People are always surprised when they learn I'm a virgin, and I can hear the pause as they try to wrap their head around this discovery. It's almost as if I've told them that I've never watched television—it's so unfathomable, so foreign, that it takes people a second to think about what that must be like. Eventually, people kind of ease up and start brainstorming which of their friends they can hook me up with.
That's not to say my friends understand why I'm a virgin. It doesn't seem all that complicated to them, since they got it out of the way as teenagers in the basement listening to the Postal Service or whatever. At the end of the day, though, nobody is particularly mean about it. At worst, the conversations go something like: "Look, it's OK to be a virgin—you'll find somebody someday," which is basically the same way you'd tell someone with depression that they still have so much to live for. The reassurance feels disingenuous, and it's meaningless without proof.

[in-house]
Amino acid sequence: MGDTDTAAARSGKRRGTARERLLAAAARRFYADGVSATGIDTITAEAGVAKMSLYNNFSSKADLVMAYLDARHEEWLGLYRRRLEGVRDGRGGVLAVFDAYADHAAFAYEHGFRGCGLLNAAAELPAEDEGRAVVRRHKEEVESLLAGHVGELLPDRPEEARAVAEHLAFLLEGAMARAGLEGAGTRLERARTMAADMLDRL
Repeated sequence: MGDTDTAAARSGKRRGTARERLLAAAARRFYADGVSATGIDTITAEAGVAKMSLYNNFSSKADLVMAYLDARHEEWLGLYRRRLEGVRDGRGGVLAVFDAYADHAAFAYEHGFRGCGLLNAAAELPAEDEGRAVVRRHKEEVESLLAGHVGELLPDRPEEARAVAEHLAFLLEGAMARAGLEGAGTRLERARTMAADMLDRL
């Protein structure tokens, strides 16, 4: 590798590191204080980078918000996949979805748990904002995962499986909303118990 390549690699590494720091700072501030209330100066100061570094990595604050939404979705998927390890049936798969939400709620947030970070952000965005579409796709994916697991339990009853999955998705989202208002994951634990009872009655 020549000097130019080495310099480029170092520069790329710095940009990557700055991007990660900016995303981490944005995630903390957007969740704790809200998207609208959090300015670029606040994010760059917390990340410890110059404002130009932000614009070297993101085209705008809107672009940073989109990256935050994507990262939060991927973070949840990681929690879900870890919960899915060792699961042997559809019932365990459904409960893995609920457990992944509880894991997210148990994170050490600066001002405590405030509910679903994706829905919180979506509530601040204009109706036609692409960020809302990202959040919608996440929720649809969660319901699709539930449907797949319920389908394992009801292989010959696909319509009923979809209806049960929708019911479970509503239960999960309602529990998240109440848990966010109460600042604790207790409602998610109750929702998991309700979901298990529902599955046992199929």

Your Expectations Are All Wrong, Because Your Only Context for Sex Is Porn
Wait, you're telling me girls IRL don't all have perfect breasts, butts, and stomachs, or enjoy being in the most awkward, spine-ruining positions I saw in porn? Next you're going to tell me the kung fu moves I learned by mimicking Jackie Chan won't work in an actual street fight.
My relationship to porn has been strangely tumultuous, and how often I use it seems to coincide with how blue I'm feeling (that's not accounting for the state of my balls). If I'm feeling motivated enough to revel in the single life and all that it entails—focusing on passion projects, fulfilling professional obligations, staying in shape so I feel attractive enough to talk to someone—then I'm more likely to refrain from watching it. Occasionally, however, I go through a bout of negativity that is accompanied by loneliness and makes all things I have going for me seem like futile distractions.
Sometimes, though, porn is all a virgin has. It is the digital equivalent to the booty call for the sexless. While I have no idea what I should expect from the real act, I don't need my friends' anecdotes to realize porn is an exaggeration of the real thing—even though I'm still not sure what exactly the real thing feels like.
Virginity Puts a Lot of Pressure on Whom You Date